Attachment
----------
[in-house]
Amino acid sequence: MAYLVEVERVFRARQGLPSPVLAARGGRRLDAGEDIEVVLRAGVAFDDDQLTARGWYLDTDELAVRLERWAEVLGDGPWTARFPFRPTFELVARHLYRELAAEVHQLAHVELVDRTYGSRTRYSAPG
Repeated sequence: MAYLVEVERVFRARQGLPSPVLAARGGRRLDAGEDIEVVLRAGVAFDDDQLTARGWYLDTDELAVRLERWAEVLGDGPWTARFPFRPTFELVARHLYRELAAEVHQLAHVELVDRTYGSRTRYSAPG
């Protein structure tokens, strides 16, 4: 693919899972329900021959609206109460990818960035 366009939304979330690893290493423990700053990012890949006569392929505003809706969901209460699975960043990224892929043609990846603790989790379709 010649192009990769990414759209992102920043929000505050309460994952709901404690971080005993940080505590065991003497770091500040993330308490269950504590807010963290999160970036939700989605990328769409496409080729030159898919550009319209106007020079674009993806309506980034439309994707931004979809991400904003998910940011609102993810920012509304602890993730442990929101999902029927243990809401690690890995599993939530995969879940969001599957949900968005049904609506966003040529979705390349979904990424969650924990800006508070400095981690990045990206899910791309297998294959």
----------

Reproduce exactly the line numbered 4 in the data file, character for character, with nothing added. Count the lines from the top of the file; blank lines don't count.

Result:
């Protein structure tokens, strides 16, 4: 693919899972329900021959609206109460990818960035 366009939304979330690893290493423990700053990012890949006569392929505003809706969901209460699975960043990224892929043609990846603790989790379709 010649192009990769990414759209992102920043929000505050309460994952709901404690971080005993940080505590065991003497770091500040993330308490269950504590807010963290999160970036939700989605990328769409496409080729030159898919550009319209106007020079674009993806309506980034439309994707931004979809991400904003998910940011609102993810920012509304602890993730442990929101999902029927243990809401690690890995599993939530995969879940969001599957949900968005049904609506966003040529979705390349979904990424969650924990800006508070400095981690990045990206899910791309297998294959």